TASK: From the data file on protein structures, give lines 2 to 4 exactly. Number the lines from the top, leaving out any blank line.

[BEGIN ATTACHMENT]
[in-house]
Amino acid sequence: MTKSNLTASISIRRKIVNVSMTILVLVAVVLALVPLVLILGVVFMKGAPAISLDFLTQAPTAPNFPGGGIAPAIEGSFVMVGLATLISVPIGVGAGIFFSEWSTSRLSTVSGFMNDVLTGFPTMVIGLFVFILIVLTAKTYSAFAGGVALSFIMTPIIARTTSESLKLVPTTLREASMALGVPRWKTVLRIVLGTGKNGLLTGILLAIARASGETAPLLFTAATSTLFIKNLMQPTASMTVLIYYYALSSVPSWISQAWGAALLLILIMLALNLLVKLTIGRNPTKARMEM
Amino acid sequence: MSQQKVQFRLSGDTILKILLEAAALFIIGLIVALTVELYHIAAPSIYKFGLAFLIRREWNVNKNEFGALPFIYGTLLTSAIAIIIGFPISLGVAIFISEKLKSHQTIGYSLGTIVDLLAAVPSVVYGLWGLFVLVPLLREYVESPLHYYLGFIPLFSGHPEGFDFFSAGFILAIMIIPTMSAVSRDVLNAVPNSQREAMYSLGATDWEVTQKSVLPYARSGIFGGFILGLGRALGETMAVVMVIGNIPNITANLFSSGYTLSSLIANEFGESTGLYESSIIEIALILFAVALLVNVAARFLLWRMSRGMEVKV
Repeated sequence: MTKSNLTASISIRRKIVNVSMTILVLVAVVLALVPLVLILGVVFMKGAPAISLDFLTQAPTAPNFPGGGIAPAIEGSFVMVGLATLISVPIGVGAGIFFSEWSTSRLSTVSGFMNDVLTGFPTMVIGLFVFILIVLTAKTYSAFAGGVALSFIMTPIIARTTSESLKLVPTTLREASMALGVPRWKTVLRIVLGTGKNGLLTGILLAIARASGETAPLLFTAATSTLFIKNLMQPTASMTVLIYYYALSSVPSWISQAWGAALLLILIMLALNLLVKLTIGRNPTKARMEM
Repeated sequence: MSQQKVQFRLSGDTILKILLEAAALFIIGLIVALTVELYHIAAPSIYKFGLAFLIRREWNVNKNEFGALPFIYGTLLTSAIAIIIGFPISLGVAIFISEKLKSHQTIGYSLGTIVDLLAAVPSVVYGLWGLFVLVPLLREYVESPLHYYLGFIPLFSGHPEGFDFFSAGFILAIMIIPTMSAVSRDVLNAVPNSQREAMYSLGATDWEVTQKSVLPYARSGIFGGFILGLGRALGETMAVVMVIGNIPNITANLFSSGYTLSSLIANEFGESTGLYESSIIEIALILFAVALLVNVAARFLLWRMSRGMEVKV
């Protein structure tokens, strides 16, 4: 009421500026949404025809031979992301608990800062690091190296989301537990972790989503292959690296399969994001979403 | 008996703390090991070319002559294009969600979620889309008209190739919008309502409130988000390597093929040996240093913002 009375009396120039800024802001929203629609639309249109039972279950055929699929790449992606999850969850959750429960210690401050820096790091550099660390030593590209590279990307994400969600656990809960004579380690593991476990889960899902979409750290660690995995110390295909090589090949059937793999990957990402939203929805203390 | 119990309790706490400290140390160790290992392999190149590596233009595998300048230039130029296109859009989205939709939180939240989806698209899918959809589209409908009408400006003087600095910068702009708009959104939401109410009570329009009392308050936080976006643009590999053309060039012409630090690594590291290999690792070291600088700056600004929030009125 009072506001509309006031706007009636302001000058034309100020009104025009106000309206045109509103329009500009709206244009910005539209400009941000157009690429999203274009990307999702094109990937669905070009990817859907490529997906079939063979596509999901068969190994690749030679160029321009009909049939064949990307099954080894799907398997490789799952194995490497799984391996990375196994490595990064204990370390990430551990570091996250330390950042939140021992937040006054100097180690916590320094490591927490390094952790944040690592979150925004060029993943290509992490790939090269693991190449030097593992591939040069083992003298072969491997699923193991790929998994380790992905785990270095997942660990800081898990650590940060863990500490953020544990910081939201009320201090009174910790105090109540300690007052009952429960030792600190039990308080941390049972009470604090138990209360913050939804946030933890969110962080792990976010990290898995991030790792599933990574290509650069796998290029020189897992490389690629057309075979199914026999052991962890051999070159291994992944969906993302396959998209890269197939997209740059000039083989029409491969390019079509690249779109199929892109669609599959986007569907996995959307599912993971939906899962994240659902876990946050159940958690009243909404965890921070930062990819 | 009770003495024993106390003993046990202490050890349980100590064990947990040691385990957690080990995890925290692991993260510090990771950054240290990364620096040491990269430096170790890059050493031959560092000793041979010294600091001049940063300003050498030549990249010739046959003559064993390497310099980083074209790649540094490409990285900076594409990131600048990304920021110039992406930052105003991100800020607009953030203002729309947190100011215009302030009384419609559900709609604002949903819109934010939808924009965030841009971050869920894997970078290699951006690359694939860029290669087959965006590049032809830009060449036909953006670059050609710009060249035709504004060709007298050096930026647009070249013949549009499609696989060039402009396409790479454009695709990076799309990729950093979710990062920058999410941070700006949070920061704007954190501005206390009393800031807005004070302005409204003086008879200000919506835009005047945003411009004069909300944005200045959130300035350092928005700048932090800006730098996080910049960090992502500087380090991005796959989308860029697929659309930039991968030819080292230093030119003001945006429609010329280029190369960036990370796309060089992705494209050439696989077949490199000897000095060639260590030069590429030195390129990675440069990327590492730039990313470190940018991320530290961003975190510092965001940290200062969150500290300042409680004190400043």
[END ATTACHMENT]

Amino acid sequence: MTKSNLTASISIRRKIVNVSMTILVLVAVVLALVPLVLILGVVFMKGAPAISLDFLTQAPTAPNFPGGGIAPAIEGSFVMVGLATLISVPIGVGAGIFFSEWSTSRLSTVSGFMNDVLTGFPTMVIGLFVFILIVLTAKTYSAFAGGVALSFIMTPIIARTTSESLKLVPTTLREASMALGVPRWKTVLRIVLGTGKNGLLTGILLAIARASGETAPLLFTAATSTLFIKNLMQPTASMTVLIYYYALSSVPSWISQAWGAALLLILIMLALNLLVKLTIGRNPTKARMEM
Amino acid sequence: MSQQKVQFRLSGDTILKILLEAAALFIIGLIVALTVELYHIAAPSIYKFGLAFLIRREWNVNKNEFGALPFIYGTLLTSAIAIIIGFPISLGVAIFISEKLKSHQTIGYSLGTIVDLLAAVPSVVYGLWGLFVLVPLLREYVESPLHYYLGFIPLFSGHPEGFDFFSAGFILAIMIIPTMSAVSRDVLNAVPNSQREAMYSLGATDWEVTQKSVLPYARSGIFGGFILGLGRALGETMAVVMVIGNIPNITANLFSSGYTLSSLIANEFGESTGLYESSIIEIALILFAVALLVNVAARFLLWRMSRGMEVKV
Repeated sequence: MTKSNLTASISIRRKIVNVSMTILVLVAVVLALVPLVLILGVVFMKGAPAISLDFLTQAPTAPNFPGGGIAPAIEGSFVMVGLATLISVPIGVGAGIFFSEWSTSRLSTVSGFMNDVLTGFPTMVIGLFVFILIVLTAKTYSAFAGGVALSFIMTPIIARTTSESLKLVPTTLREASMALGVPRWKTVLRIVLGTGKNGLLTGILLAIARASGETAPLLFTAATSTLFIKNLMQPTASMTVLIYYYALSSVPSWISQAWGAALLLILIMLALNLLVKLTIGRNPTKARMEM